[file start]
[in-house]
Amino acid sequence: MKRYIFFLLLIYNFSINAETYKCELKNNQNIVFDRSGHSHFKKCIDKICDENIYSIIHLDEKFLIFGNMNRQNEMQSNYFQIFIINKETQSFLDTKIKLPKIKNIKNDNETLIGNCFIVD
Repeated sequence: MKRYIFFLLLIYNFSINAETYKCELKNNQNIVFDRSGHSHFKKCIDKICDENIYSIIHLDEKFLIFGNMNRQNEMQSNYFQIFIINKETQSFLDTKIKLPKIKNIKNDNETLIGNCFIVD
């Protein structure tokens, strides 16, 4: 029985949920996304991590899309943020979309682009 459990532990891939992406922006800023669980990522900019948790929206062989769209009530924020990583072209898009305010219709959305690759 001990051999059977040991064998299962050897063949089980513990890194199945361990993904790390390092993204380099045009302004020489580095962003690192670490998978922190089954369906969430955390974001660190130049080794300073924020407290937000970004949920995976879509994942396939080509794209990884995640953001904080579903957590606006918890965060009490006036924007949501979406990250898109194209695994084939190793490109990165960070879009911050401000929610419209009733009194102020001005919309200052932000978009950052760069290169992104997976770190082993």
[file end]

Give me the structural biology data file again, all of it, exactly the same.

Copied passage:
[in-house]
Amino acid sequence: MKRYIFFLLLIYNFSINAETYKCELKNNQNIVFDRSGHSHFKKCIDKICDENIYSIIHLDEKFLIFGNMNRQNEMQSNYFQIFIINKETQSFLDTKIKLPKIKNIKNDNETLIGNCFIVD
Repeated sequence: MKRYIFFLLLIYNFSINAETYKCELKNNQNIVFDRSGHSHFKKCIDKICDENIYSIIHLDEKFLIFGNMNRQNEMQSNYFQIFIINKETQSFLDTKIKLPKIKNIKNDNETLIGNCFIVD
């Protein structure tokens, strides 16, 4: 029985949920996304991590899309943020979309682009 459990532990891939992406922006800023669980990522900019948790929206062989769209009530924020990583072209898009305010219709959305690759 001990051999059977040991064998299962050897063949089980513990890194199945361990993904790390390092993204380099045009302004020489580095962003690192670490998978922190089954369906969430955390974001660190130049080794300073924020407290937000970004949920995976879509994942396939080509794209990884995640953001904080579903957590606006918890965060009490006036924007949501979406990250898109194209695994084939190793490109990165960070879009911050401000929610419209009733009194102020001005919309200052932000978009950052760069290169992104997976770190082993």